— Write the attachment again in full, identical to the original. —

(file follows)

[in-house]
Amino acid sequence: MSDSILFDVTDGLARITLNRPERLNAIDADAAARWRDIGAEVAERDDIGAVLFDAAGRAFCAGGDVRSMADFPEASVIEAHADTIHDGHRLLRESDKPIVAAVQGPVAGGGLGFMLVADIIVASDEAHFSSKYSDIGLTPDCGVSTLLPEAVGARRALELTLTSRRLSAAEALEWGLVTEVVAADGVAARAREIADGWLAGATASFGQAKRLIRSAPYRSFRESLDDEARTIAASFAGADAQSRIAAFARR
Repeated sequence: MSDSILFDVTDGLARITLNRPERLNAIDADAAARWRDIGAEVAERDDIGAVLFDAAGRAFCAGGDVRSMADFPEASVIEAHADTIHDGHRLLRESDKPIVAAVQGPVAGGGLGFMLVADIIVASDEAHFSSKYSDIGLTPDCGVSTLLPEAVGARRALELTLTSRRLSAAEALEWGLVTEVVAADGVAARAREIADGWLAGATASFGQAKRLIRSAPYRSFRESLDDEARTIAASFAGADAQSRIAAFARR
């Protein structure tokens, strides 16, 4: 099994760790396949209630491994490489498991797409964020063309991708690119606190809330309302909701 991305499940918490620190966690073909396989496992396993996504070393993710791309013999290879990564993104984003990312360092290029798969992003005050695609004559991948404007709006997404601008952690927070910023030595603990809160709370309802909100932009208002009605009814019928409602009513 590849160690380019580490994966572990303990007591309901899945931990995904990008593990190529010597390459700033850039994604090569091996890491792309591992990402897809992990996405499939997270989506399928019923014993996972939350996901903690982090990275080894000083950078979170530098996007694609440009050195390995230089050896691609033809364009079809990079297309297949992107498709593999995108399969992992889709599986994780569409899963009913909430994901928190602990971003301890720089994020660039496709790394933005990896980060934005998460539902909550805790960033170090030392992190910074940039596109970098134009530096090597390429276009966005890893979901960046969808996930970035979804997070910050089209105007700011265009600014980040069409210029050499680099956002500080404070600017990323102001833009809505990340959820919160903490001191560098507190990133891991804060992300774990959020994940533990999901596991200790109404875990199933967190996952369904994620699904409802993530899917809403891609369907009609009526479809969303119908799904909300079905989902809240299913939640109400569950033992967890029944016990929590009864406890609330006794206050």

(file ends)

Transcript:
[in-house]
Amino acid sequence: MSDSILFDVTDGLARITLNRPERLNAIDADAAARWRDIGAEVAERDDIGAVLFDAAGRAFCAGGDVRSMADFPEASVIEAHADTIHDGHRLLRESDKPIVAAVQGPVAGGGLGFMLVADIIVASDEAHFSSKYSDIGLTPDCGVSTLLPEAVGARRALELTLTSRRLSAAEALEWGLVTEVVAADGVAARAREIADGWLAGATASFGQAKRLIRSAPYRSFRESLDDEARTIAASFAGADAQSRIAAFARR
Repeated sequence: MSDSILFDVTDGLARITLNRPERLNAIDADAAARWRDIGAEVAERDDIGAVLFDAAGRAFCAGGDVRSMADFPEASVIEAHADTIHDGHRLLRESDKPIVAAVQGPVAGGGLGFMLVADIIVASDEAHFSSKYSDIGLTPDCGVSTLLPEAVGARRALELTLTSRRLSAAEALEWGLVTEVVAADGVAARAREIADGWLAGATASFGQAKRLIRSAPYRSFRESLDDEARTIAASFAGADAQSRIAAFARR
């Protein structure tokens, strides 16, 4: 099994760790396949209630491994490489498991797409964020063309991708690119606190809330309302909701 991305499940918490620190966690073909396989496992396993996504070393993710791309013999290879990564993104984003990312360092290029798969992003005050695609004559991948404007709006997404601008952690927070910023030595603990809160709370309802909100932009208002009605009814019928409602009513 590849160690380019580490994966572990303990007591309901899945931990995904990008593990190529010597390459700033850039994604090569091996890491792309591992990402897809992990996405499939997270989506399928019923014993996972939350996901903690982090990275080894000083950078979170530098996007694609440009050195390995230089050896691609033809364009079809990079297309297949992107498709593999995108399969992992889709599986994780569409899963009913909430994901928190602990971003301890720089994020660039496709790394933005990896980060934005998460539902909550805790960033170090030392992190910074940039596109970098134009530096090597390429276009966005890893979901960046969808996930970035979804997070910050089209105007700011265009600014980040069409210029050499680099956002500080404070600017990323102001833009809505990340959820919160903490001191560098507190990133891991804060992300774990959020994940533990999901596991200790109404875990199933967190996952369904994620699904409802993530899917809403891609369907009609009526479809969303119908799904909300079905989902809240299913939640109400569950033992967890029944016990929590009864406890609330006794206050």